Saturday, November 17, 2007

New Bern, NC

Nicholas Sparks had something to do with it, I'm almost sure. But whether Spark's books or another factor influenced me, I decided our first North Carolina outing would be the tiny coastal town of New Bern.

Our first stop was the Visitors Center located on the corner of South Front St. and East Front St. After stocking up on much needed maps, guides, and brochures, we drove across the street to Union Point Park and began our foot tour of New Bern.

Copyright 2007 K Buffaloe
According to the Official Visitors Guide, New Bern was founded in 1710 by Swiss and German colonist. Located on a slice of NC where the Neuse and Trent rivers meet, New Bern has a quiet beauty that shadows that of Charleston without the hassle of the tourists. I'm told New Bern was recently voted Best Undiscovered City. I can't find the documentation, but I don't doubt it. During the low season, streets, sidewalks, the riverwalk and restaurants were strangely empty. It resembled a ghost town instead of a coastal getaway.

But hey, I can live with that.

We walked around Union Point Park enjoying the hundreds of seagulls, pigeons, and ducks swarming the banks trying snatch bites of bread several children handed them.

Copyright 2007 K Buffaloe
Copyright 2007 K Buffaloe
Afterwards, we strolled along the sidewalk edging the blue rivers, and finally, walked through the historic district, enjoying the Federal Style, Georgian, and various other attractive homes, without passing nary a soul. Well, we did pass a Postal Carrier who said hello…

Okay, so we did see a dozen or so people during our short visit, but to quote author Ralph Grizzle:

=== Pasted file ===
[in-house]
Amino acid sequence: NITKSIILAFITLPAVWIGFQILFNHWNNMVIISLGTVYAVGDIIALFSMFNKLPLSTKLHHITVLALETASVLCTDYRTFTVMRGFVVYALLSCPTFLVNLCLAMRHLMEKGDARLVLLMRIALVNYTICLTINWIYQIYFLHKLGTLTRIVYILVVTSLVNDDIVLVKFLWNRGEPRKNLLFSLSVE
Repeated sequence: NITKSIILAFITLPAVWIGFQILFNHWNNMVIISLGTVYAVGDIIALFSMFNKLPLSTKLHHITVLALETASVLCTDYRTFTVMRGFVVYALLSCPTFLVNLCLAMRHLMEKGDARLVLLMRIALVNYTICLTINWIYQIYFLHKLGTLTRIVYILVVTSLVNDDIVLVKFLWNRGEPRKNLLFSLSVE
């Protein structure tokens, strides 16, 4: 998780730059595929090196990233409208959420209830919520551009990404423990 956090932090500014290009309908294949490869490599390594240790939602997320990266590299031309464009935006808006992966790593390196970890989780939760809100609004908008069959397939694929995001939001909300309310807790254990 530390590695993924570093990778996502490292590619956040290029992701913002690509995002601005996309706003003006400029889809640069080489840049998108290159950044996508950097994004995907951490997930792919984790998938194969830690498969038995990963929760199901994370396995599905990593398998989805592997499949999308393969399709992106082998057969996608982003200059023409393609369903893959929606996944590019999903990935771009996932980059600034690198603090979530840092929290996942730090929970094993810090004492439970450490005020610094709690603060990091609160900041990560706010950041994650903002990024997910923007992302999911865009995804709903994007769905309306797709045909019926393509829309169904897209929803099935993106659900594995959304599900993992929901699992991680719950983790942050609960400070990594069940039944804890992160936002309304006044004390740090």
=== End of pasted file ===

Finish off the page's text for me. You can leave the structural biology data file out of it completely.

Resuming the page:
Driving the empty downtown streets of New Bern one balmy July night, I was struck with the same sentiment as George Bernard Shaw when he arrived on a Sunday in New Zealand. The English playwright proclaimed: "I went to New Zealand . . . but it was closed."1
Copyright 2007 K Buffaloe
It was that quiet. However, that only enhanced our experience, as did the friendly welcome. We chatted with the good folks of Mitchell Hardware ("if you're looking for it, Mitchell's has it", a long-time resident told us. He was right), a waitress at a local deli, a resident who stopped us in the street to explain why a pulley was located at the side of the Isaac Taylor House, and listened with interest as the proprietor of the Bern Bear Gift Shop gave us a brief history of New Bern.

This visit was short, but we've returned to New Bern on numerous occasions since I first published this post. It's become a stopping point for down east outings. The crowds come and go with the seasons, but New Bern remains a delightful destination. We often park on Middle Street and eat at Captain Ratty's before strolling around the historic district. We've also visited the former governor's mansion, Tryon Palace, once known as "the most beautiful public buildings in America."2. And we'll return again. Perhaps in the fall for the walking tours or to visit the National Cemetery. We always find something to do in this riverside town, so it's worth the drive.

Other facts about New Bern:
  • Home of "Brad's Drink", a.k.a Pepsi Cola
  • Second oldest town in North Carolina
  • Named after Berne, Switzerland. Bern(e) meaning Bear. Berne Switzerland's flag flies throughout the city
  • Like most NC coastal cities, pirates were frequent visitors to New Bern
For a personal look at New Bern, check out Ralph Grizzle's Online Portfolio which includes the story of the pulley at the Isaac Taylor House.

Photos are on our Smugmug site at carolinians.smugmug.com

[1] Our State "New Bern Perfect Weekend"
[2] New Bern…Official Visitors 2007 Guide, Pg 9
Other Sources:
- Official Visitors Guide
- http://historicnewbern.com/about_newbern/

No comments:

Additional Stories

Related Posts with Thumbnails